Doors, deities and panda suits
Scottish filmmaker Graham Hughes returns to FrightFest after the well-received Death of a Vlogger from 2019. In this fun and twisted multiverse thriller two documentary filmmakers traverse alternate dimensions, confronting nightmares to uncover the truth behind a graffiti artist’s disappearance who seems to have vanished into thin air. Hughes mixes the ordinary with the bizarre, epic vistas and high concepts downplayed in true form; what the director describes his sophomore feature as: “A Tribute to highly imaginative low-budget films combining found footage with epic sci-fi to create something unique and thrilling”.
What did you all learn as a filmmaking family from Death of a Vlogger — and some of your shorts since — working on Hostile Dimensions?
I love that you refer to us as a filmmaking family. I feel incredibly lucky to have a team of people that I can make films with. It can be a harsh industry, so it’s nice we’ve managed to cut a little slice of it out for ourselves. I’m not sure what the rest of the family learned… well, I know Joma (Ash) still thinks I’m mad for working in film when prose is right there — they’re an author — but I’d say I learned I’m not as talented as I think I am. I think it’s a good lesson to remember every few years. Once I got into the edit, I was really knocked down a peg. This was (by far) the hardest post-production I’ve had on a film, and it really took a lump out of me. I’m proud of the film I’ve made, and the process did nothing but improve the film, but it was good to re-learn some artistic humility.
I may be reading into this, but there were some Peep Show vibes to Hostile Dimensions. How integral was the comedy and was it a conscious decision to help play down the much bigger ideas? I’m thinking of a Hitchhiker’s... approach here?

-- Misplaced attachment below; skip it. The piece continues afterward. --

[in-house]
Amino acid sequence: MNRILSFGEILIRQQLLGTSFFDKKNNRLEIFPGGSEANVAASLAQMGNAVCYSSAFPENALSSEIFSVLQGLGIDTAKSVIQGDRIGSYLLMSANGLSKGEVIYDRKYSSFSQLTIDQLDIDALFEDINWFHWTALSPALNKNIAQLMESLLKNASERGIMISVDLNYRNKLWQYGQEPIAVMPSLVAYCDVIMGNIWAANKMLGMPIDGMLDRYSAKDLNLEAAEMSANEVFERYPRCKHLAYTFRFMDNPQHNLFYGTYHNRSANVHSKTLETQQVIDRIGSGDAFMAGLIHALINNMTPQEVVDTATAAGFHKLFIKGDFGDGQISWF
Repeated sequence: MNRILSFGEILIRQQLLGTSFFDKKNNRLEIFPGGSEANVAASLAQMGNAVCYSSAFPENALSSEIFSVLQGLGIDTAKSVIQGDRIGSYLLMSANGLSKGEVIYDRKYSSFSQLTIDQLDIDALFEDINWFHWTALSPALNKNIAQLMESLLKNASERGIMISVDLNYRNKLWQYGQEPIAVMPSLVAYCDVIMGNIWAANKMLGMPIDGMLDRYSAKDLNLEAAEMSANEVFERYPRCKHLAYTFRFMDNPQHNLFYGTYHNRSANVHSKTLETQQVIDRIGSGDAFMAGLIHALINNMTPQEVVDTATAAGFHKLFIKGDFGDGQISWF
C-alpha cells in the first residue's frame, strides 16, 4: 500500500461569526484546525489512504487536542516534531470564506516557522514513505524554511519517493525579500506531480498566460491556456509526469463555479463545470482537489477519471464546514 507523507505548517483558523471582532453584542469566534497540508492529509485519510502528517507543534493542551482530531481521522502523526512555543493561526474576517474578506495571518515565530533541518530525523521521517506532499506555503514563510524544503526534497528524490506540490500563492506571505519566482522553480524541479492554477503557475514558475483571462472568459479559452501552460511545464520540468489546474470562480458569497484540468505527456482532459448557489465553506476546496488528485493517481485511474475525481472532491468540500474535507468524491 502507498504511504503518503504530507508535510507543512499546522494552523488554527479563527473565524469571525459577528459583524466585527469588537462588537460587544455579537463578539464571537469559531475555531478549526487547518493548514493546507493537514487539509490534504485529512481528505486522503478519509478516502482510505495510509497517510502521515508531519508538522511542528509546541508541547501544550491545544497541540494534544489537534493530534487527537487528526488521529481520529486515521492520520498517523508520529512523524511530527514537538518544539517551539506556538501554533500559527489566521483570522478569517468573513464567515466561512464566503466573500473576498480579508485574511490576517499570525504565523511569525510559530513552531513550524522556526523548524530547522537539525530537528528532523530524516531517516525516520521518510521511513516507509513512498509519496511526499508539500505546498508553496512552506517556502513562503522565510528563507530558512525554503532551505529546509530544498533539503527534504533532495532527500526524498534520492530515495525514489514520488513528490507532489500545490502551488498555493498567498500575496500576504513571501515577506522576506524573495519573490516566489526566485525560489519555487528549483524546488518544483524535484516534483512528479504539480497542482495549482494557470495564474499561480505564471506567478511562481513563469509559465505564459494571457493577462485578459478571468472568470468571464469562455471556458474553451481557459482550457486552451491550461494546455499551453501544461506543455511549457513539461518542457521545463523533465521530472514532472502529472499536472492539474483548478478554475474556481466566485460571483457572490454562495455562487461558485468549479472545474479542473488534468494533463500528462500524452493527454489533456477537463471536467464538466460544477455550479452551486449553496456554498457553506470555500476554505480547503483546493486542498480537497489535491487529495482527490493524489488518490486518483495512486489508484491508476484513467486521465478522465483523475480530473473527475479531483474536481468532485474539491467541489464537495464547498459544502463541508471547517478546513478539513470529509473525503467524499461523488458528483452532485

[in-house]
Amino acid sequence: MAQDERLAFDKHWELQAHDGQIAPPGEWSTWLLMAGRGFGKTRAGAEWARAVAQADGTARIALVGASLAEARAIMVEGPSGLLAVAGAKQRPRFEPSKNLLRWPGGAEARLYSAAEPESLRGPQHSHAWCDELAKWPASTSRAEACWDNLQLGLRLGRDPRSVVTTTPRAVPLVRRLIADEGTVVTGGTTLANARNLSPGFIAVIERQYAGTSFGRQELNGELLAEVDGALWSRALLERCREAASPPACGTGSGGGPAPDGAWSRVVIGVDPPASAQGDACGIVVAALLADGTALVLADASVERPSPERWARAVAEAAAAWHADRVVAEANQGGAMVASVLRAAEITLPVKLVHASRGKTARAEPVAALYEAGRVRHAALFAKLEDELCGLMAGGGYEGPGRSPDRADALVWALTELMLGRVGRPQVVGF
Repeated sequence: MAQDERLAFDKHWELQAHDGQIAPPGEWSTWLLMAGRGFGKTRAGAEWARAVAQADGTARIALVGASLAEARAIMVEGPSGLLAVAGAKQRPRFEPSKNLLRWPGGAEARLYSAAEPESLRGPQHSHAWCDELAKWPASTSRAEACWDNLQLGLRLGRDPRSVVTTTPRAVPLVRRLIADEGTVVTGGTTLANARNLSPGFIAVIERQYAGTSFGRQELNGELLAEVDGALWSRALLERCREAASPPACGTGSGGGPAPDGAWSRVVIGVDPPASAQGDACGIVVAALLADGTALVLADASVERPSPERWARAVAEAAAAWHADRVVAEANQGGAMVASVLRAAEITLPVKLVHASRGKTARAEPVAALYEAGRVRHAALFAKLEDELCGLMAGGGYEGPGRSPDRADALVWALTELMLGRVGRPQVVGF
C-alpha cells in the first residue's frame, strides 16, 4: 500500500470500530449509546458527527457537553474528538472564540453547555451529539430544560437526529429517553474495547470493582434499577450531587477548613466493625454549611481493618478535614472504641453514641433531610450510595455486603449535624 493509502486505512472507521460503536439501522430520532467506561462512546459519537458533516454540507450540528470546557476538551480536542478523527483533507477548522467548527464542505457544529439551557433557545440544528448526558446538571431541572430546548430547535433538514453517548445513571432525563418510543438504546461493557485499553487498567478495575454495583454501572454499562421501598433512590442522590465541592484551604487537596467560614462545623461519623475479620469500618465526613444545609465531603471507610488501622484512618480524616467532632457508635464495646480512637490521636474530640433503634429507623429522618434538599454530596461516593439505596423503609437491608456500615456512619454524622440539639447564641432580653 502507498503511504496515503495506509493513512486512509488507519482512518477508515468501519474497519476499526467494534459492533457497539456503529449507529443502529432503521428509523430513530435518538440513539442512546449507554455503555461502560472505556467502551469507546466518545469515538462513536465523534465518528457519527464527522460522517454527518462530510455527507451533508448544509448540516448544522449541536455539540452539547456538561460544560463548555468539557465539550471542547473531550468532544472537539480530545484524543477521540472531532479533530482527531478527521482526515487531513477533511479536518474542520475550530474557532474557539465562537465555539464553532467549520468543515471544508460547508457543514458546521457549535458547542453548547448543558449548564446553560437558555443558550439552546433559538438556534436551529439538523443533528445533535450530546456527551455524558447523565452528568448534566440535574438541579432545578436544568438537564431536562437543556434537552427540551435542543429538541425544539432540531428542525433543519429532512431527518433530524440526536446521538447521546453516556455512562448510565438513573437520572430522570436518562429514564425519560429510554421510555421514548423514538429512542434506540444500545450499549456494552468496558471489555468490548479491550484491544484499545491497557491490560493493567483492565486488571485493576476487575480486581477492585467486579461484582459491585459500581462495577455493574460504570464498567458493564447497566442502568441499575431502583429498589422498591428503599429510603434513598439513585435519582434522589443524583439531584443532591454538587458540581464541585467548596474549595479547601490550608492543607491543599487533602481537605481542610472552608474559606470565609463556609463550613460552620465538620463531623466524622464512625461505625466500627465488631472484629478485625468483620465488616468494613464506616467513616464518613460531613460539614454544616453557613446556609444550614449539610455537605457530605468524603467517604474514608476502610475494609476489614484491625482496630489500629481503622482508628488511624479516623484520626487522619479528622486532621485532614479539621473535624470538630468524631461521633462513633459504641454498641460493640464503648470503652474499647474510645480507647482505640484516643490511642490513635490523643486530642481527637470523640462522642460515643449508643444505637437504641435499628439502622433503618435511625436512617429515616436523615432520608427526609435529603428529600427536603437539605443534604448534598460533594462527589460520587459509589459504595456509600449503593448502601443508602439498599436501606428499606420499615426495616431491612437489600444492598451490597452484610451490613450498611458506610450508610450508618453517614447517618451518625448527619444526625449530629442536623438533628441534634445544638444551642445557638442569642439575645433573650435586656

I watched a handful of Peep Show episodes about six or seven years ago and I couldn’t stomach any more, the cringe was just far too stressful for me! Having not seen it, I’m intrigued by which aspects reminded you of it! Comedy is always something I want in my films, I think because comedy is life. I just can’t imagine ever making a film about humourless people, I don’t think I could be honest like that. In terms of playing down big ideas, that’s absolutely a tool I’m using. In some ways, it anchors the more wacky elements to real life. It’s maybe sometimes hanging a lantern on them as well; like “This is ridiculous…” but the characters think that as well. But I think that’s an honest reaction, particularly a Scottish one. There’s an impulse to downplay the bombastic or surreal.
Why do you think there are suddenly films exploring parallel universes? What does this say about the mindset of 21st-century audiences — a search for what if...? Or does it also play into the more rapid explosion of concepts/ideas we now digest... even the ADHD mindset of certain audiences?
Ooh, this is a good question. I can only speculate, but the search for “what if…?” — that’s definitely one of my big motivations. Politically speaking, to my leanings, it does feel like we’re veering towards a darkest timeline result, and that maybe certain big historical events might have gone a different way, and, if so, what would those worlds look like? Would they be better? Probably not, but it’s a romantic notion. I love the idea that it’s a reaction to the ADHD mindset. That could well be a factor. But then a lot of multiverse films aren’t all that vibrant or invigorating. I have no idea. [laughs]
Who are the directors that really inspire you to produce your own films?
Matt Johnson, Benson & Moorhead, and M. Night Shyamalan. Not necessarily my favourite directors, but I just love their approach to cinema. It’s such a capitalist art form (for good and ill!); it’s so difficult to make anything good without financial backing. In their own ways, these four have circumvented some of these systems.
Hostile Dimensions has its world premiere at FrightFest on Saturday, 26th August. Book your tickets now.